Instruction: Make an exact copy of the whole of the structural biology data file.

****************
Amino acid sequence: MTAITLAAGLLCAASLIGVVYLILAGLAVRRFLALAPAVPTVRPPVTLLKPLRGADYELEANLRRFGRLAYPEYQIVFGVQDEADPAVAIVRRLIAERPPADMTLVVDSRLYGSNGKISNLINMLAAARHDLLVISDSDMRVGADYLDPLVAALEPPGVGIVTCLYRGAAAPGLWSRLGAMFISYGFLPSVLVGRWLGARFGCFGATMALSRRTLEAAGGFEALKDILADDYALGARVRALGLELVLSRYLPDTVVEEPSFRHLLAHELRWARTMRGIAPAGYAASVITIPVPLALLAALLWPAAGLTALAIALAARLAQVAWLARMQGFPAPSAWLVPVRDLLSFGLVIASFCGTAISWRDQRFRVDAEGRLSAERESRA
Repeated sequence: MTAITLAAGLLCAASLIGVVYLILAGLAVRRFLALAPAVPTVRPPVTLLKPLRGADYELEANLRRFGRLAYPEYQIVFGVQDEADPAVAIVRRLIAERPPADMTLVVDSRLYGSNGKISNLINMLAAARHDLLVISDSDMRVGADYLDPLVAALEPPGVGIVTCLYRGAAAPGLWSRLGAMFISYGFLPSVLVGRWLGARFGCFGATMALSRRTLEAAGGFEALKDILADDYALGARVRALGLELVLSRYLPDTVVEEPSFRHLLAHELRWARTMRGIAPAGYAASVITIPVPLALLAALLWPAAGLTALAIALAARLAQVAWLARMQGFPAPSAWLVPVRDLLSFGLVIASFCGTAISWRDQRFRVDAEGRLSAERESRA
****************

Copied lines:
Amino acid sequence: MTAITLAAGLLCAASLIGVVYLILAGLAVRRFLALAPAVPTVRPPVTLLKPLRGADYELEANLRRFGRLAYPEYQIVFGVQDEADPAVAIVRRLIAERPPADMTLVVDSRLYGSNGKISNLINMLAAARHDLLVISDSDMRVGADYLDPLVAALEPPGVGIVTCLYRGAAAPGLWSRLGAMFISYGFLPSVLVGRWLGARFGCFGATMALSRRTLEAAGGFEALKDILADDYALGARVRALGLELVLSRYLPDTVVEEPSFRHLLAHELRWARTMRGIAPAGYAASVITIPVPLALLAALLWPAAGLTALAIALAARLAQVAWLARMQGFPAPSAWLVPVRDLLSFGLVIASFCGTAISWRDQRFRVDAEGRLSAERESRA
Repeated sequence: MTAITLAAGLLCAASLIGVVYLILAGLAVRRFLALAPAVPTVRPPVTLLKPLRGADYELEANLRRFGRLAYPEYQIVFGVQDEADPAVAIVRRLIAERPPADMTLVVDSRLYGSNGKISNLINMLAAARHDLLVISDSDMRVGADYLDPLVAALEPPGVGIVTCLYRGAAAPGLWSRLGAMFISYGFLPSVLVGRWLGARFGCFGATMALSRRTLEAAGGFEALKDILADDYALGARVRALGLELVLSRYLPDTVVEEPSFRHLLAHELRWARTMRGIAPAGYAASVITIPVPLALLAALLWPAAGLTALAIALAARLAQVAWLARMQGFPAPSAWLVPVRDLLSFGLVIASFCGTAISWRDQRFRVDAEGRLSAERESRA